The reason for his early death after the 4th of July is a duel. He had disagreements with a rival military commander, Lachlan McIntosh, concerning a military defeat in Florida. Gwinnett & McIntosh blamed each other for the defeat and McIntosh publicly called Gwinnett “a scoundred and lying rascal.” Gwinnett challenged McIntosh to a duel which was fought on May 16, 1777. They exchanged pistol shots at 12 paces, both wounded, with Gwinnett dying of his wounds  3 days later.

The July 24, 1777 issue of the “Continental Journal” newspaper from Boston provides a very rare report of Gwinnett’s death by duel. This is the first we have encountered in an American newspaper.

Great to find an obscure report about an equally obscure but notable name from the Revolutionary War era.

Glorious or sad/bad timing? The death of William Wilberforce… Slavery abolished…

May 25, 2017 by · Leave a Comment 

The Gentleman’s Magazine of September, 1773 has a 3+ page obituary of the famed British abolitionist, William Wilberforce. If you are not familiar with this early 18th century member of the British Parliament, you may want to settle in with family and friends and watch the acclaimed movie, Amazing Grace. However, as a primer, feel free to read the complete obituary at: William Wilberforce Death Report. Ironically, you’ll need to scroll past much on the India slave trade in order to view the obituary.

Speaking of irony… The date of his death is sandwiched between the Slavery Abolition Act of 1833’s passage in the House of Commons on July 26, 1833 and its Royal Assent a month later (on August 28th). Whereas the entire obituary can be read through the link above, as of the date of this post, it is also available as an eBay auction at: Wilberforce’s Obit (on eBay).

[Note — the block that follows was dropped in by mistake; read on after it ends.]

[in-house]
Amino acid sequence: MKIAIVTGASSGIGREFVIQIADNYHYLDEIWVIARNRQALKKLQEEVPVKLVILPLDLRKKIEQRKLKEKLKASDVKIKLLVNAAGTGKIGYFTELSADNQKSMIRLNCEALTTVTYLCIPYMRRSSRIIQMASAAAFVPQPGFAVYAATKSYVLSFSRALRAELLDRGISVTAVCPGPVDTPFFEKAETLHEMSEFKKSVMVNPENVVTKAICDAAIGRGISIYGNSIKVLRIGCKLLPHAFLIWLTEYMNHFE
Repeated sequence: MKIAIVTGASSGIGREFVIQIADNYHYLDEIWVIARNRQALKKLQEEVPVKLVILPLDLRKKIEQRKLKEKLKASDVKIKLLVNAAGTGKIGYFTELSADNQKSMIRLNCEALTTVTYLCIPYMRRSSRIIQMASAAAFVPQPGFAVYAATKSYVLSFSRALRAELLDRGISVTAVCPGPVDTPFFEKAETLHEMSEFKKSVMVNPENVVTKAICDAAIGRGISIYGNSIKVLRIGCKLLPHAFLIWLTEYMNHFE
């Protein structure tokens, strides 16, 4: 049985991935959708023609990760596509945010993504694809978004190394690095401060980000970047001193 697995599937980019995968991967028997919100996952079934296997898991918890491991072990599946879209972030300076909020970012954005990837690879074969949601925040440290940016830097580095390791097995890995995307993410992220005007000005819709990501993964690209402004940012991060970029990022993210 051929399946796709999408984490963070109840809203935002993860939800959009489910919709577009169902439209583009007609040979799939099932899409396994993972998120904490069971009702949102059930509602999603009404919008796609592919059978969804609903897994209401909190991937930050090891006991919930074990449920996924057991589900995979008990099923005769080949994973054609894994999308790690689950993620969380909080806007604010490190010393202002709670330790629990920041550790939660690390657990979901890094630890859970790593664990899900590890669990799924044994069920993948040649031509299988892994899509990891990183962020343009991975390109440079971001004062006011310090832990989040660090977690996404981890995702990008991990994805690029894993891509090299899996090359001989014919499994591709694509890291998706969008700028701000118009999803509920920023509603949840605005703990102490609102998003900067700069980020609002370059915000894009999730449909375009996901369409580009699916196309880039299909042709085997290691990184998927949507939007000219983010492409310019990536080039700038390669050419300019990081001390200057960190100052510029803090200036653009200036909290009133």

A political cartoon from 1776 themed on the Revolutionary War…

February 23, 2017 by · Leave a Comment 

Political cartoons are ever-present in our world today. It would be difficult to find a daily or weekly publication today without at least one. And they have been around for a long time–perhaps longer than you might think.

There was the occasional political cartoon in 18th century magazines, only a few of which are American-themed, and fewer still can be found as most have been removed years ago. Although we have had a few in years past, we recently purchased not only a very nice one, but one from a title difficult to find in today’s world of collecting.